We also asked Jason for advice on the three major ways we get stuck financially. His primary counsel is to focus on the person you want to be going forward.

“Being in debt was like giving up part of my soul,” he says, “like being in prison. I never want to go back there.” So he uses that as an anti-motivation strategy.

“You have control,” he says. “You have the ability to choose to make good decisions. Feeling that empowerment as you go forward is important. A lot of people don’t think that have that power but they do.”

Now let’s gather that inner strength and tackle those stuck moments.

* * *

Debt stuck moment: I can’t deal with my debts. I feel overwhelmed whenever I start thinking about it, so I end up doing nothing.

How you’re feeling: “You’re going to feel shame that you’re not in control. But this doesn’t make you a bad person; you just made poor choices. Look at your past self like a younger sibling who didn’t know any better, forgive that younger sibling, acknowledge what you’ve learned, and move forward.”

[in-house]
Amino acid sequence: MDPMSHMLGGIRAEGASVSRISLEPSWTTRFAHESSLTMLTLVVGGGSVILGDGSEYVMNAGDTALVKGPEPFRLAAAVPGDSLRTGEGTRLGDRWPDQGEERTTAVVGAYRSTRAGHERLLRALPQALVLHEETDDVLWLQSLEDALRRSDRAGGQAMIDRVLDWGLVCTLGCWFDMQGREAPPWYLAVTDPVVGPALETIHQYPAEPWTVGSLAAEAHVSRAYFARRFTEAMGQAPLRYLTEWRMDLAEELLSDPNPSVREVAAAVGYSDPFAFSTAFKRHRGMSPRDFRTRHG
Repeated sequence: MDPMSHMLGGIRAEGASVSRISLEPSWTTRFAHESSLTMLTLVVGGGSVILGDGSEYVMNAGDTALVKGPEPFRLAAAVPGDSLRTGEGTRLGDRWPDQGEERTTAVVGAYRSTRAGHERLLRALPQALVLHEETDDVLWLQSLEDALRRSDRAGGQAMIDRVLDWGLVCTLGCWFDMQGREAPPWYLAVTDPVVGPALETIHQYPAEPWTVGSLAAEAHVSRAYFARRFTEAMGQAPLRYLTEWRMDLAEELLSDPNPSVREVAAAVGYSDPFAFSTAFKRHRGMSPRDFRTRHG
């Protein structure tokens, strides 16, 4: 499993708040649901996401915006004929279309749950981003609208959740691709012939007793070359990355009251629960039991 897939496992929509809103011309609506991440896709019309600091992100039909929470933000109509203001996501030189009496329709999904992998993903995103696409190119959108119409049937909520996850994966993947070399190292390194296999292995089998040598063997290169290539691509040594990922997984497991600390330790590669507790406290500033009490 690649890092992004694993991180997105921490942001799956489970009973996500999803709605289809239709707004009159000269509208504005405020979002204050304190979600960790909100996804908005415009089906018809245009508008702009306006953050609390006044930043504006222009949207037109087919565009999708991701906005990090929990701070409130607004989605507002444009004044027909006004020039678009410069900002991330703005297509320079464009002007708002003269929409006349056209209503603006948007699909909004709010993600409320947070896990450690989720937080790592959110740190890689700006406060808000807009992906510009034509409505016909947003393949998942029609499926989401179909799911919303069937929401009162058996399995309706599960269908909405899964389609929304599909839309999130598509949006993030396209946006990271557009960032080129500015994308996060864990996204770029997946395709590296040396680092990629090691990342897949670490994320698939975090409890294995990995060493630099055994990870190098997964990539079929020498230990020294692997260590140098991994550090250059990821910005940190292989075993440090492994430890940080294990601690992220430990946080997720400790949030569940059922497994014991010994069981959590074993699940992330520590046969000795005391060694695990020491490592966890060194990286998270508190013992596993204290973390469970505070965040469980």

What to do: “The first thing is to stop doing what it is that’s getting you into debt in the first place. You’re not going to pay it all off tomorrow. Set your expectations realistically.”

Here’s how:
 Start modestly. “Ask yourself, What can I pay today, and how can I get to the point where I can pay more in three months? Then more in six months? In nine months?

Get an accountability buddy. “People with some kind of regular check-in are better at saving money or getting out of debt. Check-in with your support system by sending a text about how much you paid off this week.”

 Get competitive. “If you’ve paid off $75 and your friend has paid $100, you can create a mutually supportive competition to help you pay off the debt.”